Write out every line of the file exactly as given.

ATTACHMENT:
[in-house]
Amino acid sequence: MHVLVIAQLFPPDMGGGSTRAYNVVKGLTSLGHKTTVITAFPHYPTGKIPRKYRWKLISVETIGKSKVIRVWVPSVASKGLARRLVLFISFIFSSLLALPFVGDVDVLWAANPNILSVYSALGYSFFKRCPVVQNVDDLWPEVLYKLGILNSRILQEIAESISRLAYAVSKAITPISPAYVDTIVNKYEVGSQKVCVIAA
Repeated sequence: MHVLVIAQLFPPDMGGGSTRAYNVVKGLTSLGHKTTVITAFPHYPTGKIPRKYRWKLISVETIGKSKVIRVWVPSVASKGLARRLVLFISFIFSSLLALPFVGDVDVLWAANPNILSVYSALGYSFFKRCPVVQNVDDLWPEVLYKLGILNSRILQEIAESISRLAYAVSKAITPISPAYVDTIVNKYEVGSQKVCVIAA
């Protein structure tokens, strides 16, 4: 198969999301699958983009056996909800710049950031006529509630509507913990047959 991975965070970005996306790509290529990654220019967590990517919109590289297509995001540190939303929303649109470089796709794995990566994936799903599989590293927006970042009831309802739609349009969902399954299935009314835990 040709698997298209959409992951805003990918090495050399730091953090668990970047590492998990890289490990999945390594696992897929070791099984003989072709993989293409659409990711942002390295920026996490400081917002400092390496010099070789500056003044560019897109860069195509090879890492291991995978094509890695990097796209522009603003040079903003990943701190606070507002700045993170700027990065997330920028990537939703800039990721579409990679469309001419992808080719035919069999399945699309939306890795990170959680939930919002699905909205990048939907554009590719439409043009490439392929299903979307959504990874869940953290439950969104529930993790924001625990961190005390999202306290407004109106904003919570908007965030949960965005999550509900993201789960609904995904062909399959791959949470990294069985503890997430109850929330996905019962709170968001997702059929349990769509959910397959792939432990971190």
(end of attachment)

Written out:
[in-house]
Amino acid sequence: MHVLVIAQLFPPDMGGGSTRAYNVVKGLTSLGHKTTVITAFPHYPTGKIPRKYRWKLISVETIGKSKVIRVWVPSVASKGLARRLVLFISFIFSSLLALPFVGDVDVLWAANPNILSVYSALGYSFFKRCPVVQNVDDLWPEVLYKLGILNSRILQEIAESISRLAYAVSKAITPISPAYVDTIVNKYEVGSQKVCVIAA
Repeated sequence: MHVLVIAQLFPPDMGGGSTRAYNVVKGLTSLGHKTTVITAFPHYPTGKIPRKYRWKLISVETIGKSKVIRVWVPSVASKGLARRLVLFISFIFSSLLALPFVGDVDVLWAANPNILSVYSALGYSFFKRCPVVQNVDDLWPEVLYKLGILNSRILQEIAESISRLAYAVSKAITPISPAYVDTIVNKYEVGSQKVCVIAA
């Protein structure tokens, strides 16, 4: 198969999301699958983009056996909800710049950031006529509630509507913990047959 991975965070970005996306790509290529990654220019967590990517919109590289297509995001540190939303929303649109470089796709794995990566994936799903599989590293927006970042009831309802739609349009969902399954299935009314835990 040709698997298209959409992951805003990918090495050399730091953090668990970047590492998990890289490990999945390594696992897929070791099984003989072709993989293409659409990711942002390295920026996490400081917002400092390496010099070789500056003044560019897109860069195509090879890492291991995978094509890695990097796209522009603003040079903003990943701190606070507002700045993170700027990065997330920028990537939703800039990721579409990679469309001419992808080719035919069999399945699309939306890795990170959680939930919002699905909205990048939907554009590719439409043009490439392929299903979307959504990874869940953290439950969104529930993790924001625990961190005390999202306290407004109106904003919570908007965030949960965005999550509900993201789960609904995904062909399959791959949470990294069985503890997430109850929330996905019962709170968001997702059929349990769509959910397959792939432990971190």